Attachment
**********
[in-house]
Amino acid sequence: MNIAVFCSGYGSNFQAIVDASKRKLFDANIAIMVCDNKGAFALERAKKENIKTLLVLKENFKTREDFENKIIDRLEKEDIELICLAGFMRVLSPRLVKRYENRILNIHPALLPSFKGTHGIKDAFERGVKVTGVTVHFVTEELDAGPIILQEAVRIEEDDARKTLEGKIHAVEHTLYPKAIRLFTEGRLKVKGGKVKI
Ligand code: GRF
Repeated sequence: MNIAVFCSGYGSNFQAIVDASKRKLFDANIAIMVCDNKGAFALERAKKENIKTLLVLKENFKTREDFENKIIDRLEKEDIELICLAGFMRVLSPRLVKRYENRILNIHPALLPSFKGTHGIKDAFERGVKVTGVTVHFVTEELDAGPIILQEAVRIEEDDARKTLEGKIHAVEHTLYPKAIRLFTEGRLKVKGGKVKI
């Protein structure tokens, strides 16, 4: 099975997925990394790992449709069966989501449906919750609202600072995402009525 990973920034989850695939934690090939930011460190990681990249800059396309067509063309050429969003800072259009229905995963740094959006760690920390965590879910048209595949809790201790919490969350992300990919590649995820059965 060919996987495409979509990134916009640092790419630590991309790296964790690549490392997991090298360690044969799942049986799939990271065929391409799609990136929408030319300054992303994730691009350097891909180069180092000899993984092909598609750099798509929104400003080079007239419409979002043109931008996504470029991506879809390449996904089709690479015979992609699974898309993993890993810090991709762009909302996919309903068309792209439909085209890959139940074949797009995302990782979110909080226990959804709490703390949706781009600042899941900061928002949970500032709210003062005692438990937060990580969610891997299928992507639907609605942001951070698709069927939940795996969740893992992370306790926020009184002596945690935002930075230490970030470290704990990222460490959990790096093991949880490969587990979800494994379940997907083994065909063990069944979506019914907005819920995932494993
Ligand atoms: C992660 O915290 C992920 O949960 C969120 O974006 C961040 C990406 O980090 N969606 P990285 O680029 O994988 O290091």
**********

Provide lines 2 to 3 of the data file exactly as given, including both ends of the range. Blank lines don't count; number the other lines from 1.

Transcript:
Amino acid sequence: MNIAVFCSGYGSNFQAIVDASKRKLFDANIAIMVCDNKGAFALERAKKENIKTLLVLKENFKTREDFENKIIDRLEKEDIELICLAGFMRVLSPRLVKRYENRILNIHPALLPSFKGTHGIKDAFERGVKVTGVTVHFVTEELDAGPIILQEAVRIEEDDARKTLEGKIHAVEHTLYPKAIRLFTEGRLKVKGGKVKI
Ligand code: GRF